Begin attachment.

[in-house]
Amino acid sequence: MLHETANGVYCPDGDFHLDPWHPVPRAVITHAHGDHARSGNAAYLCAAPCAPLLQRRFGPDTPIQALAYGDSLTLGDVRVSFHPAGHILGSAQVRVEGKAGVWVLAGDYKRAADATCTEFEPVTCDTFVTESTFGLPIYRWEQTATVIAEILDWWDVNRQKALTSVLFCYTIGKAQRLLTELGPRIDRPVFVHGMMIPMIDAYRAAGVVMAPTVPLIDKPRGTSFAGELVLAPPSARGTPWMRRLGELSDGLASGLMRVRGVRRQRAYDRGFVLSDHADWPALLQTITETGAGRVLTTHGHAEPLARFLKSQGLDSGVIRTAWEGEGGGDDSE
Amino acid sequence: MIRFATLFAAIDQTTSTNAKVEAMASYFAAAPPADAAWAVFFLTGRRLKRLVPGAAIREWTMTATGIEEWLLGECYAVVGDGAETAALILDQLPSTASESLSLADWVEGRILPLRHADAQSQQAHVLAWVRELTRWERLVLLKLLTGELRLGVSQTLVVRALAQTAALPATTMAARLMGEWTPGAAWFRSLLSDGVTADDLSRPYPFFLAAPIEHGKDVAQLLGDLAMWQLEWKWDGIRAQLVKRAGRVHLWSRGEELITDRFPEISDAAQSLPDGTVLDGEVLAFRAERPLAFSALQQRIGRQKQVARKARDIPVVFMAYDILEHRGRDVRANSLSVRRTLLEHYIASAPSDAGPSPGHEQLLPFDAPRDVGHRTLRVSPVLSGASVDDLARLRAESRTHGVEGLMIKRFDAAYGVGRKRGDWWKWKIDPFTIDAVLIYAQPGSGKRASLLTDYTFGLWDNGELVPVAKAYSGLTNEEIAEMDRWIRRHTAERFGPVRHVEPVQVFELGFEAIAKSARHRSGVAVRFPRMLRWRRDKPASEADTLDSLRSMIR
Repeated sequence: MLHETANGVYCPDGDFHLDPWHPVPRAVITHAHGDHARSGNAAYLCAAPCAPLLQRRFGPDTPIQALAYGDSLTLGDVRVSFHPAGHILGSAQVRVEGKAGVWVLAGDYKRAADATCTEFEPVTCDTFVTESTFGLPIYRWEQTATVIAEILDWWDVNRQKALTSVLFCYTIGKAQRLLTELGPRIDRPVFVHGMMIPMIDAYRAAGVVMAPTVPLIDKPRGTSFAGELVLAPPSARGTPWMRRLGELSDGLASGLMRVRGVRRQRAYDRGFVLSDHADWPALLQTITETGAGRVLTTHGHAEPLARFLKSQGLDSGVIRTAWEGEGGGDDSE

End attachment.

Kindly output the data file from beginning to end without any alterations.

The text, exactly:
[in-house]
Amino acid sequence: MLHETANGVYCPDGDFHLDPWHPVPRAVITHAHGDHARSGNAAYLCAAPCAPLLQRRFGPDTPIQALAYGDSLTLGDVRVSFHPAGHILGSAQVRVEGKAGVWVLAGDYKRAADATCTEFEPVTCDTFVTESTFGLPIYRWEQTATVIAEILDWWDVNRQKALTSVLFCYTIGKAQRLLTELGPRIDRPVFVHGMMIPMIDAYRAAGVVMAPTVPLIDKPRGTSFAGELVLAPPSARGTPWMRRLGELSDGLASGLMRVRGVRRQRAYDRGFVLSDHADWPALLQTITETGAGRVLTTHGHAEPLARFLKSQGLDSGVIRTAWEGEGGGDDSE
Amino acid sequence: MIRFATLFAAIDQTTSTNAKVEAMASYFAAAPPADAAWAVFFLTGRRLKRLVPGAAIREWTMTATGIEEWLLGECYAVVGDGAETAALILDQLPSTASESLSLADWVEGRILPLRHADAQSQQAHVLAWVRELTRWERLVLLKLLTGELRLGVSQTLVVRALAQTAALPATTMAARLMGEWTPGAAWFRSLLSDGVTADDLSRPYPFFLAAPIEHGKDVAQLLGDLAMWQLEWKWDGIRAQLVKRAGRVHLWSRGEELITDRFPEISDAAQSLPDGTVLDGEVLAFRAERPLAFSALQQRIGRQKQVARKARDIPVVFMAYDILEHRGRDVRANSLSVRRTLLEHYIASAPSDAGPSPGHEQLLPFDAPRDVGHRTLRVSPVLSGASVDDLARLRAESRTHGVEGLMIKRFDAAYGVGRKRGDWWKWKIDPFTIDAVLIYAQPGSGKRASLLTDYTFGLWDNGELVPVAKAYSGLTNEEIAEMDRWIRRHTAERFGPVRHVEPVQVFELGFEAIAKSARHRSGVAVRFPRMLRWRRDKPASEADTLDSLRSMIR
Repeated sequence: MLHETANGVYCPDGDFHLDPWHPVPRAVITHAHGDHARSGNAAYLCAAPCAPLLQRRFGPDTPIQALAYGDSLTLGDVRVSFHPAGHILGSAQVRVEGKAGVWVLAGDYKRAADATCTEFEPVTCDTFVTESTFGLPIYRWEQTATVIAEILDWWDVNRQKALTSVLFCYTIGKAQRLLTELGPRIDRPVFVHGMMIPMIDAYRAAGVVMAPTVPLIDKPRGTSFAGELVLAPPSARGTPWMRRLGELSDGLASGLMRVRGVRRQRAYDRGFVLSDHADWPALLQTITETGAGRVLTTHGHAEPLARFLKSQGLDSGVIRTAWEGEGGGDDSE